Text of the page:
Digitally abused

Digitally abused

Digital technologies are changing everyday business in all business, even the national security business. Especially when agencies learned that the 9/11 attacks were planned and executed mainly over the internet, governments increased their pressure on every major website and portal.

We feel the government pressure at every level in Turkey. Journalists are under constant pressure over what to write and the journalists jailed in Turkey are far more than that of Iran and China. Therefore it is very well known that freedom of speech and protection of personal information is not very high on the current government’s agenda. That’s why we can only assume that the governmental agencies are tapping into mail, phone calls and other social media outlets; we read about secret conversations between soldiers and famous people from time to time as the government or some other power see it fit for us to learn about them. No one can give a number to how many times the government listened to people or intercepted mail. It is even very problematic to ask about it.

The situation is not very bright in the U.S. either. However, Google is more transparent than the ISP’s or any other service providers in Turkey and it makes all the difference.

Recently Google announced how many times the FBI asked for the personal information of its users. It was the first time a company has ever released data chronicling the volume of National Security Letter requests.

According to, National Security Letters allow the government to get detailed information on Americans’ finances and communications without oversight from a judge. The FBI has issued hundreds of thousands of NSLs and has even been reprimanded for abusing them. The NSLs are written demands from the FBI that compel internet service providers, credit companies, financial institutions and businesses like Google to hand over confidential records about their customers, such as subscriber information, phone numbers and e-mail addresses, websites visited and more as long as the FBI says the information is “relevant” to an investigation.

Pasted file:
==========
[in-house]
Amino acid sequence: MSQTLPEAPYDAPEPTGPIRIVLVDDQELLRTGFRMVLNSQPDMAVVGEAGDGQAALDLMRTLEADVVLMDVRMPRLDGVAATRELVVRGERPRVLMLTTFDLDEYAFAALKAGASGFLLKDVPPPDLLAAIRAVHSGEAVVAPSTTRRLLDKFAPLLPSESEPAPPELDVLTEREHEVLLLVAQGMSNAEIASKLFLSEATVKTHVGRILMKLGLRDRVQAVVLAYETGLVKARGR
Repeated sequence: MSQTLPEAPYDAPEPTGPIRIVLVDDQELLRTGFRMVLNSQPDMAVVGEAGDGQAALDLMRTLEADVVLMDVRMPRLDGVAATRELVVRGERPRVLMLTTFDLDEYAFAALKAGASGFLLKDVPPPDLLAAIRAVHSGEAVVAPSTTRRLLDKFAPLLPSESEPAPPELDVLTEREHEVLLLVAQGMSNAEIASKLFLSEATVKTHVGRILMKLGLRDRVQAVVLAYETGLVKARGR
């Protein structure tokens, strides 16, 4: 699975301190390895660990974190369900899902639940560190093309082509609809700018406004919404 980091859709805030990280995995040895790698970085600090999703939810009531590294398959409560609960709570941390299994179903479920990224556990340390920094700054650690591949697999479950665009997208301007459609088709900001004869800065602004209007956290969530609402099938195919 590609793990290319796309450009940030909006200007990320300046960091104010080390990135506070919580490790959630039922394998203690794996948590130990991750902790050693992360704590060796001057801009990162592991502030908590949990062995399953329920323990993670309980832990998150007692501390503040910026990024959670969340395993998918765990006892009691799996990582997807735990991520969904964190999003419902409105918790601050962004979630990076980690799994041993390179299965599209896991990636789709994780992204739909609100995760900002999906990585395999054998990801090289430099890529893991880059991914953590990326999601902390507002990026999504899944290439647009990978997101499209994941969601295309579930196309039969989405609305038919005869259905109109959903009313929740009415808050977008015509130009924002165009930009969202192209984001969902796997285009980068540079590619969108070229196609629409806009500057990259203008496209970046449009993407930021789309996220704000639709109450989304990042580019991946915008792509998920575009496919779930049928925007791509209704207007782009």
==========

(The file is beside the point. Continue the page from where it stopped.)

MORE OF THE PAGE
In each year from 2009 to 2012, Google said it received “0-999″ National Security Letters.

Under the Patriot Act, Google or others who receive an NSL must disclose the sought-after information if the authorities say the request is “relevant to an authorized investigation to protect against international terrorism or clandestine intelligence activities.”
National Security Letters are a powerful tool because they do not require court approval and they come with a built-in gag order, preventing recipients from disclosing to anyone that they have even received an NSL. An FBI agent looking into a possible anti-terrorism case can self-issue an NSL to a credit bureau, ISP or phone company with only the sign-off of the special agent in charge of their office. What’s more, the lack of court oversight raises the possibility for extensive abuse.

In 2007 a Justice Department Inspector General audit found that the FBI had indeed abused its authority and misused NSLs on many occasions. After 9/11, for example, the FBI paid multimillion-dollar contracts to AT&T and Verizon requiring the companies to station employees inside the FBI and to give these employees access to the telecom databases so they could immediately service FBI requests for telephone records. The IG found that the employees let FBI agents illegally look at customer records without paperwork and even wrote NSLs for the FBI.

In this corner of the world the situation is a bit worse. We have mechanisms like NSL’s but no one is keeping track and no one is really questioning their motives. There is no one defending civil rights against the government. We as Turks unfortunately gave in for the stability and money that comes with a steel-like government. History will judge our inaction.